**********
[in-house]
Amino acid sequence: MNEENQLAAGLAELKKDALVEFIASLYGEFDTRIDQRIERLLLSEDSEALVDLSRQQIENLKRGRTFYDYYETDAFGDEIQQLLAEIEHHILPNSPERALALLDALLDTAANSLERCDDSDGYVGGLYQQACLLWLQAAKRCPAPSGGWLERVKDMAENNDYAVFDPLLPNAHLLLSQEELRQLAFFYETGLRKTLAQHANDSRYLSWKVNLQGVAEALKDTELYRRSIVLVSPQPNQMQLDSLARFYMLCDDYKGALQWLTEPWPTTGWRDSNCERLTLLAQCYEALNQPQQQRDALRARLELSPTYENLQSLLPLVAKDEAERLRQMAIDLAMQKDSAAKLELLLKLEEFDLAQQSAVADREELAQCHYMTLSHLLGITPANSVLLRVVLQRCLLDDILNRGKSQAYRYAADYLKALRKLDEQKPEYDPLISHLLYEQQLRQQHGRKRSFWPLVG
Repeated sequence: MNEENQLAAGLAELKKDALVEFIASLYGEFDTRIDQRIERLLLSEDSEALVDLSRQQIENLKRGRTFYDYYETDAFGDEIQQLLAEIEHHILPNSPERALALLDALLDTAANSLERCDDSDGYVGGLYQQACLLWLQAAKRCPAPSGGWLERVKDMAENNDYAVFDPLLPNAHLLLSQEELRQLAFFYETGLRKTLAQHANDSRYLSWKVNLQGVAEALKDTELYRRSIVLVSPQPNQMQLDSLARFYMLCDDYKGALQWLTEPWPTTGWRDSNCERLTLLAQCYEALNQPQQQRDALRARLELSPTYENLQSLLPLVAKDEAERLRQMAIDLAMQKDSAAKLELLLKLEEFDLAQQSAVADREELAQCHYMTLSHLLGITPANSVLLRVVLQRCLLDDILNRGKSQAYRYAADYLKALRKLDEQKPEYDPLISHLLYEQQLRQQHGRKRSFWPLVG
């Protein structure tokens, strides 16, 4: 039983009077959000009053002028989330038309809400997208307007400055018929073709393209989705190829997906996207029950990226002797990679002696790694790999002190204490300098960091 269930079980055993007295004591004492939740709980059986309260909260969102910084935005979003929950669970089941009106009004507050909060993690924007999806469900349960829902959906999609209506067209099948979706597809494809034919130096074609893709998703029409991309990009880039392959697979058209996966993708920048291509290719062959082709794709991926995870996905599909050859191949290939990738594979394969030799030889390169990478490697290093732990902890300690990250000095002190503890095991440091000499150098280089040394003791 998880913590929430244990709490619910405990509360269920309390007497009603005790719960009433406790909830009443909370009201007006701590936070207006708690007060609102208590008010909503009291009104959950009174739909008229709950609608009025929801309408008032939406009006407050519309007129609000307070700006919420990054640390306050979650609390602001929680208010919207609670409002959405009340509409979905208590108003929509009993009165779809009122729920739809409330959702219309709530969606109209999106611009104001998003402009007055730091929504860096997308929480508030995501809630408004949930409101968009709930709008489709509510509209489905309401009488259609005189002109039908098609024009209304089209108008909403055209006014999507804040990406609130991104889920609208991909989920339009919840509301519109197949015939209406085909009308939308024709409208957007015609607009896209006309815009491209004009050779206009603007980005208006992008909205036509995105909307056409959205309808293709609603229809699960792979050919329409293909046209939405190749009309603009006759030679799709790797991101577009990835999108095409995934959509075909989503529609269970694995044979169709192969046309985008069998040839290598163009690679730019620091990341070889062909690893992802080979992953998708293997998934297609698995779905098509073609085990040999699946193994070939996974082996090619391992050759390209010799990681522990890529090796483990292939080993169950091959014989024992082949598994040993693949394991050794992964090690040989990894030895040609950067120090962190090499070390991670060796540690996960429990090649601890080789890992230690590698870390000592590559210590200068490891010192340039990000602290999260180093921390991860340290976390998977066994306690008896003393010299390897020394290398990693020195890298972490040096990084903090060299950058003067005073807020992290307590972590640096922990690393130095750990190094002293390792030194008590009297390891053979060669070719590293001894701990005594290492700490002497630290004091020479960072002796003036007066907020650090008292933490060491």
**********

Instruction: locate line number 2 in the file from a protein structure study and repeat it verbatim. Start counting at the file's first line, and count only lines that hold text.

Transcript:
Amino acid sequence: MNEENQLAAGLAELKKDALVEFIASLYGEFDTRIDQRIERLLLSEDSEALVDLSRQQIENLKRGRTFYDYYETDAFGDEIQQLLAEIEHHILPNSPERALALLDALLDTAANSLERCDDSDGYVGGLYQQACLLWLQAAKRCPAPSGGWLERVKDMAENNDYAVFDPLLPNAHLLLSQEELRQLAFFYETGLRKTLAQHANDSRYLSWKVNLQGVAEALKDTELYRRSIVLVSPQPNQMQLDSLARFYMLCDDYKGALQWLTEPWPTTGWRDSNCERLTLLAQCYEALNQPQQQRDALRARLELSPTYENLQSLLPLVAKDEAERLRQMAIDLAMQKDSAAKLELLLKLEEFDLAQQSAVADREELAQCHYMTLSHLLGITPANSVLLRVVLQRCLLDDILNRGKSQAYRYAADYLKALRKLDEQKPEYDPLISHLLYEQQLRQQHGRKRSFWPLVG